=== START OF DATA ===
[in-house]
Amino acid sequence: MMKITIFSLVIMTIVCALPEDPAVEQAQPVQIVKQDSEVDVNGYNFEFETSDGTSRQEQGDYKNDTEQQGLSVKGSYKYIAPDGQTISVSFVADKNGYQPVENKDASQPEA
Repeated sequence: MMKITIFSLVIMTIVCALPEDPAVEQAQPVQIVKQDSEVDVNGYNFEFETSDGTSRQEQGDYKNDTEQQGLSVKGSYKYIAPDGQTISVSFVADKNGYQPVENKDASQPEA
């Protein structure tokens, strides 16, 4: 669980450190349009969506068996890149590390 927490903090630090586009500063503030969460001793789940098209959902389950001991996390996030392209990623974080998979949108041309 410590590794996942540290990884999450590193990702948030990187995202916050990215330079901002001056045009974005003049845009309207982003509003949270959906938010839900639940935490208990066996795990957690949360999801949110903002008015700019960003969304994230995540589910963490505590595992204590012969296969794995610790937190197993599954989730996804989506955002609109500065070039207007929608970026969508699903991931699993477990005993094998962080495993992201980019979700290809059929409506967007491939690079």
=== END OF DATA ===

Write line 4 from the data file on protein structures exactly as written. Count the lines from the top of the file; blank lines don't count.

């Protein structure tokens, strides 16, 4: 669980450190349009969506068996890149590390 927490903090630090586009500063503030969460001793789940098209959902389950001991996390996030392209990623974080998979949108041309 410590590794996942540290990884999450590193990702948030990187995202916050990215330079901002001056045009974005003049845009309207982003509003949270959906938010839900639940935490208990066996795990957690949360999801949110903002008015700019960003969304994230995540589910963490505590595992204590012969296969794995610790937190197993599954989730996804989506955002609109500065070039207007929608970026969508699903991931699993477990005993094998962080495993992201980019979700290809059929409506967007491939690079």